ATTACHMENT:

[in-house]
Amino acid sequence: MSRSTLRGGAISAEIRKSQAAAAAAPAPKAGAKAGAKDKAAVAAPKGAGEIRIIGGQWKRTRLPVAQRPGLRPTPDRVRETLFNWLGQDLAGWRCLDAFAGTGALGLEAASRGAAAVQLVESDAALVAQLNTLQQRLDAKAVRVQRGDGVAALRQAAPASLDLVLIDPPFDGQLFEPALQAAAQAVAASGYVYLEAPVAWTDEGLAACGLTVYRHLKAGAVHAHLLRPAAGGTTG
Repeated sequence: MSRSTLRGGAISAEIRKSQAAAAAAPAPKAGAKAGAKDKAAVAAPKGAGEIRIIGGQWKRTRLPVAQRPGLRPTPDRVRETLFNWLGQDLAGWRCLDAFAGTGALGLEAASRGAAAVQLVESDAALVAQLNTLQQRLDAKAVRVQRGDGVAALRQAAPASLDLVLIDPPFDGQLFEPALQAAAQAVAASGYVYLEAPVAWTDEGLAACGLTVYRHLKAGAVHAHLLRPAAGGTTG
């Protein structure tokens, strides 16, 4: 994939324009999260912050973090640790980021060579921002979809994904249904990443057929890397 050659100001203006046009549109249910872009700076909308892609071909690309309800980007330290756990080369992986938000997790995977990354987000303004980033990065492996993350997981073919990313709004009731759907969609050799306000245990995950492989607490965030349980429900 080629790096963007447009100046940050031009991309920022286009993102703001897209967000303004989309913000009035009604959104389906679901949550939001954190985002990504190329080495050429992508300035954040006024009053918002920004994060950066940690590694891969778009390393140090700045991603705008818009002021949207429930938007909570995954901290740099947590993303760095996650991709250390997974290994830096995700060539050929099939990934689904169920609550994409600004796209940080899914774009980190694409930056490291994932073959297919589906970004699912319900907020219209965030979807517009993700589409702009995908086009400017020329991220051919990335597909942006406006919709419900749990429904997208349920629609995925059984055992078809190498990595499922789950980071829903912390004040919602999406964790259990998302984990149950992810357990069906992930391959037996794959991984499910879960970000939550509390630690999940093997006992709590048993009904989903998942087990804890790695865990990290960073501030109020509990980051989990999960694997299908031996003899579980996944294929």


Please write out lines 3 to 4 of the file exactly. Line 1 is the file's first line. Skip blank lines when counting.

Repeated sequence: MSRSTLRGGAISAEIRKSQAAAAAAPAPKAGAKAGAKDKAAVAAPKGAGEIRIIGGQWKRTRLPVAQRPGLRPTPDRVRETLFNWLGQDLAGWRCLDAFAGTGALGLEAASRGAAAVQLVESDAALVAQLNTLQQRLDAKAVRVQRGDGVAALRQAAPASLDLVLIDPPFDGQLFEPALQAAAQAVAASGYVYLEAPVAWTDEGLAACGLTVYRHLKAGAVHAHLLRPAAGGTTG
């Protein structure tokens, strides 16, 4: 994939324009999260912050973090640790980021060579921002979809994904249904990443057929890397 050659100001203006046009549109249910872009700076909308892609071909690309309800980007330290756990080369992986938000997790995977990354987000303004980033990065492996993350997981073919990313709004009731759907969609050799306000245990995950492989607490965030349980429900 080629790096963007447009100046940050031009991309920022286009993102703001897209967000303004989309913000009035009604959104389906679901949550939001954190985002990504190329080495050429992508300035954040006024009053918002920004994060950066940690590694891969778009390393140090700045991603705008818009002021949207429930938007909570995954901290740099947590993303760095996650991709250390997974290994830096995700060539050929099939990934689904169920609550994409600004796209940080899914774009980190694409930056490291994932073959297919589906970004699912319900907020219209965030979807517009993700589409702009995908086009400017020329991220051919990335597909942006406006919709419900749990429904997208349920629609995925059984055992078809190498990595499922789950980071829903912390004040919602999406964790259990998302984990149950992810357990069906992930391959037996794959991984499910879960970000939550509390630690999940093997006992709590048993009904989903998942087990804890790695865990990290960073501030109020509990980051989990999960694997299908031996003899579980996944294929």